THE AFL is considering revamping its season for draft prospects next year as it looks at a number of changes to the talent pathway.
AFL.com.au understands the League has canvassed state bodies and clubs around a range of options for its 2021 plans, including a shuffling of the annual mid-year NAB AFL Championships.
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Under one proposal the League will look at moving the national carnival to close the season for draft prospects rather than be at the middle of the season.
The AFL has been discussing lifting the age groupings for its programs from under-16s and under-18s to under-17s and under-19s carnivals, but won't change the draft age from 18.
However the shift to an under-19s championships is seen as a way it could play the national talent festival closer to the annual end-of-year draft with a view that less draft hopefuls would be impacted close to their year 12 exam period.
It is also expected that a more condensed version of the championships later in the season could be staged in one location, with a form of the NAB AFL Draft Combine, with medical and athletic testing and interviews, running alongside it.
In recent years the championships has been played over a six-week period with teams travelling interstate regularly for matches before the final rounds are staged in Victoria.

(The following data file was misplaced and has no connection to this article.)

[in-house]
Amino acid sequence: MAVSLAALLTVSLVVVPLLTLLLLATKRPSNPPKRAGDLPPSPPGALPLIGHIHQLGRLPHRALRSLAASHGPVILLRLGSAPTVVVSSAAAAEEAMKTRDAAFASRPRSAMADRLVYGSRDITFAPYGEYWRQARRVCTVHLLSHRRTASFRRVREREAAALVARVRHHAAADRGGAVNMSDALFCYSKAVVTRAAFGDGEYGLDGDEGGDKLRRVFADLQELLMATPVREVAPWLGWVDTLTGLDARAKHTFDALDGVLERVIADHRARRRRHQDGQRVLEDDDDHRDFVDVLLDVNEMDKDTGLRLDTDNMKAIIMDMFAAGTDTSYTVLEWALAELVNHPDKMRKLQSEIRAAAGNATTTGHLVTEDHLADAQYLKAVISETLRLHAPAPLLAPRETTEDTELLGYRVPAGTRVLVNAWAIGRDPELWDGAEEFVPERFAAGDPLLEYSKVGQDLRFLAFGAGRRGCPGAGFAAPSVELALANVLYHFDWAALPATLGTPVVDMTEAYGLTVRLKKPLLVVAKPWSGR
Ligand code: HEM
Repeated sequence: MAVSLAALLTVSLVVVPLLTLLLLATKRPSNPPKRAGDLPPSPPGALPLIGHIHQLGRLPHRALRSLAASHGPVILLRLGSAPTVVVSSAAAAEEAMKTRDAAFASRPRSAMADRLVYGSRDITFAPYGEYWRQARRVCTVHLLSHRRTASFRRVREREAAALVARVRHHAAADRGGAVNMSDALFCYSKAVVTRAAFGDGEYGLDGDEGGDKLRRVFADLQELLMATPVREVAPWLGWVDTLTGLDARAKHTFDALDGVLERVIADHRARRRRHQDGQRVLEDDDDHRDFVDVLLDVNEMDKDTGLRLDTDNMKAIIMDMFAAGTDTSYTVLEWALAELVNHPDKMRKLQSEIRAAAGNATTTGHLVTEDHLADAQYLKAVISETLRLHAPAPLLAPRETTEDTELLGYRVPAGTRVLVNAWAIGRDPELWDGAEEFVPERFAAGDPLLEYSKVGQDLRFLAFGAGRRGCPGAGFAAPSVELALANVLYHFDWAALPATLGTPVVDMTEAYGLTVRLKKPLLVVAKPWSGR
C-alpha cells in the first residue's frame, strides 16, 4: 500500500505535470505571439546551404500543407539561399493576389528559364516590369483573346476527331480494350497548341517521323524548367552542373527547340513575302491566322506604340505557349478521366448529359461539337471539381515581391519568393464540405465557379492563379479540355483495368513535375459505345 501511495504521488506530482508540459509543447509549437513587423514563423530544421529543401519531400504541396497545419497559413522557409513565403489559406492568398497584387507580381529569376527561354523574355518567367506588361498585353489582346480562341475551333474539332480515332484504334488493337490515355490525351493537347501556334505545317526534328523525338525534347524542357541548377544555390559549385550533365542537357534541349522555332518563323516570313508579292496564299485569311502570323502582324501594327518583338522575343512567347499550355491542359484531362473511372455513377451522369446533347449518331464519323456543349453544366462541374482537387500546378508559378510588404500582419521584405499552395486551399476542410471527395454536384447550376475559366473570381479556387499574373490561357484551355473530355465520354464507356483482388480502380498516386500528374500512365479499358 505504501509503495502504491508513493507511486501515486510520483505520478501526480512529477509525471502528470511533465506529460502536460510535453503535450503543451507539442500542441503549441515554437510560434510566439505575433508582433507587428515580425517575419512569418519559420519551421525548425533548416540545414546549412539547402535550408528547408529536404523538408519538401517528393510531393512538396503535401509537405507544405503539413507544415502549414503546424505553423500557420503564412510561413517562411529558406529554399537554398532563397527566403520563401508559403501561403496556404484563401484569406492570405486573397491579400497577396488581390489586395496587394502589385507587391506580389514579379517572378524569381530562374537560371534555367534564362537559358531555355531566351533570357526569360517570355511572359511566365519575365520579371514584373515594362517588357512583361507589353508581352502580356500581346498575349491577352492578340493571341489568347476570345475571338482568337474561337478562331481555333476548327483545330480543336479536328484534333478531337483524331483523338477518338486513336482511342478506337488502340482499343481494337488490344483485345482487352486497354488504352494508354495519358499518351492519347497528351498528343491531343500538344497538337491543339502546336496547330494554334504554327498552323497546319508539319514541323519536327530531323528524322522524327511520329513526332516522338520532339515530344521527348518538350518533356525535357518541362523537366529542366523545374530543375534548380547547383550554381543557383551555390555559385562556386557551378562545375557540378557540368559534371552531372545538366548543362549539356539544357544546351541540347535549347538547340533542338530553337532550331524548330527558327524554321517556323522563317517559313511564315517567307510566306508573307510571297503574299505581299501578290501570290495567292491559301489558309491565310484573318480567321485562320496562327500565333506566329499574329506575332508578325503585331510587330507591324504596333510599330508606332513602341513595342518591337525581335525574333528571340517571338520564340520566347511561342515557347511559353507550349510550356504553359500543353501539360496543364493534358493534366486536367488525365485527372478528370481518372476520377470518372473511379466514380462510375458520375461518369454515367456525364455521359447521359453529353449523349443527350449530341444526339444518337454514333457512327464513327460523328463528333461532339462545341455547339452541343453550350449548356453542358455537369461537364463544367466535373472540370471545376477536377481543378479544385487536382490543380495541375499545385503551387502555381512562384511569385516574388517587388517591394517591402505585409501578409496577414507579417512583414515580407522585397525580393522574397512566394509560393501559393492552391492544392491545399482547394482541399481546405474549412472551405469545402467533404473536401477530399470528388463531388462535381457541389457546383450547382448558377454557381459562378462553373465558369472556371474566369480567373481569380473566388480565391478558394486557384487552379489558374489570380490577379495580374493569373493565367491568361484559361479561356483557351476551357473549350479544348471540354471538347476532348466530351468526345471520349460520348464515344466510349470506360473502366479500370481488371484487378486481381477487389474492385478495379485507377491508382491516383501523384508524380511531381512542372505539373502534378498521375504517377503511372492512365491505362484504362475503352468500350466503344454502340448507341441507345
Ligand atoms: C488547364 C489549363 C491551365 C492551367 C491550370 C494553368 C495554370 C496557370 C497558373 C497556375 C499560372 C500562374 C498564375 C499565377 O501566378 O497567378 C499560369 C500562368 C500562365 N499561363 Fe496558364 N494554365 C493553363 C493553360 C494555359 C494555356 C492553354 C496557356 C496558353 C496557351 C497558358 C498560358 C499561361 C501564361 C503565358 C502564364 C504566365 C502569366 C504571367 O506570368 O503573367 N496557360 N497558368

The season structure could also see a window opened up in the middle of the year for prospects to play more at community level or for their schools which could, for instance in Victoria, mean a reduced amount of NAB League games.
Hawthorn coach Alastair Clarkson, who was on the AFL's talent pathways subcommittee, has been a supporter of draft-eligible players featuring more for their local clubs away from what he described as "the elitist type of model".
Clubs are waiting for updates on how the Next Generation Academies could be built beyond 2020, with some chief executives anticipating changes to the structure of their currently in-house divisions.
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Hopes for a mini-carnival of the country’s best draft prospects in October this year, alongside a scaled back national Combine, have dived after Victoria's second wave of the COVID-19 outbreak.
However representative games within talent hubs – such as Western Australia's best 50 players splitting into teams for games, the same for South Australia – could still be run to ensure the leading draftees can play at representative level for recruiters.